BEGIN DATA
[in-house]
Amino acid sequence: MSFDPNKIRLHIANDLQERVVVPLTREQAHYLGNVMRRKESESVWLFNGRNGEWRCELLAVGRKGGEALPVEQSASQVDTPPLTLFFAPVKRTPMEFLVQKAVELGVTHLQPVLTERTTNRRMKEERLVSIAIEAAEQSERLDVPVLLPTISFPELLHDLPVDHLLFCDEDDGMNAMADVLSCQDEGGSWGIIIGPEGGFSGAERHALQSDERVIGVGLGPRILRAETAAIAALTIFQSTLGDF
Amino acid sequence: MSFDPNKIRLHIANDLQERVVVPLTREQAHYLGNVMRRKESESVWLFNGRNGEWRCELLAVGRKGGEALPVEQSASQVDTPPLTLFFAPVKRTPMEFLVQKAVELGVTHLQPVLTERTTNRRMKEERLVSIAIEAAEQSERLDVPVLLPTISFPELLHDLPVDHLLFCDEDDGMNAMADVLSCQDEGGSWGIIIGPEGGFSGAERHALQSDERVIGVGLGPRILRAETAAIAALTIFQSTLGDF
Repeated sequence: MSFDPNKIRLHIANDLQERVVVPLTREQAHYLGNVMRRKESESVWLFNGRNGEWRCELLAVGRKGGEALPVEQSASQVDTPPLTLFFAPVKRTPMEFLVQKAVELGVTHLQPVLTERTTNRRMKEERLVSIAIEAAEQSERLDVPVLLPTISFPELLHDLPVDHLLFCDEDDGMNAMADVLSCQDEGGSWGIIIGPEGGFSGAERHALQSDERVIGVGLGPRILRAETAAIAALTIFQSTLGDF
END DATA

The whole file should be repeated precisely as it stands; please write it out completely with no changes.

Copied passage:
[in-house]
Amino acid sequence: MSFDPNKIRLHIANDLQERVVVPLTREQAHYLGNVMRRKESESVWLFNGRNGEWRCELLAVGRKGGEALPVEQSASQVDTPPLTLFFAPVKRTPMEFLVQKAVELGVTHLQPVLTERTTNRRMKEERLVSIAIEAAEQSERLDVPVLLPTISFPELLHDLPVDHLLFCDEDDGMNAMADVLSCQDEGGSWGIIIGPEGGFSGAERHALQSDERVIGVGLGPRILRAETAAIAALTIFQSTLGDF
Amino acid sequence: MSFDPNKIRLHIANDLQERVVVPLTREQAHYLGNVMRRKESESVWLFNGRNGEWRCELLAVGRKGGEALPVEQSASQVDTPPLTLFFAPVKRTPMEFLVQKAVELGVTHLQPVLTERTTNRRMKEERLVSIAIEAAEQSERLDVPVLLPTISFPELLHDLPVDHLLFCDEDDGMNAMADVLSCQDEGGSWGIIIGPEGGFSGAERHALQSDERVIGVGLGPRILRAETAAIAALTIFQSTLGDF
Repeated sequence: MSFDPNKIRLHIANDLQERVVVPLTREQAHYLGNVMRRKESESVWLFNGRNGEWRCELLAVGRKGGEALPVEQSASQVDTPPLTLFFAPVKRTPMEFLVQKAVELGVTHLQPVLTERTTNRRMKEERLVSIAIEAAEQSERLDVPVLLPTISFPELLHDLPVDHLLFCDEDDGMNAMADVLSCQDEGGSWGIIIGPEGGFSGAERHALQSDERVIGVGLGPRILRAETAAIAALTIFQSTLGDF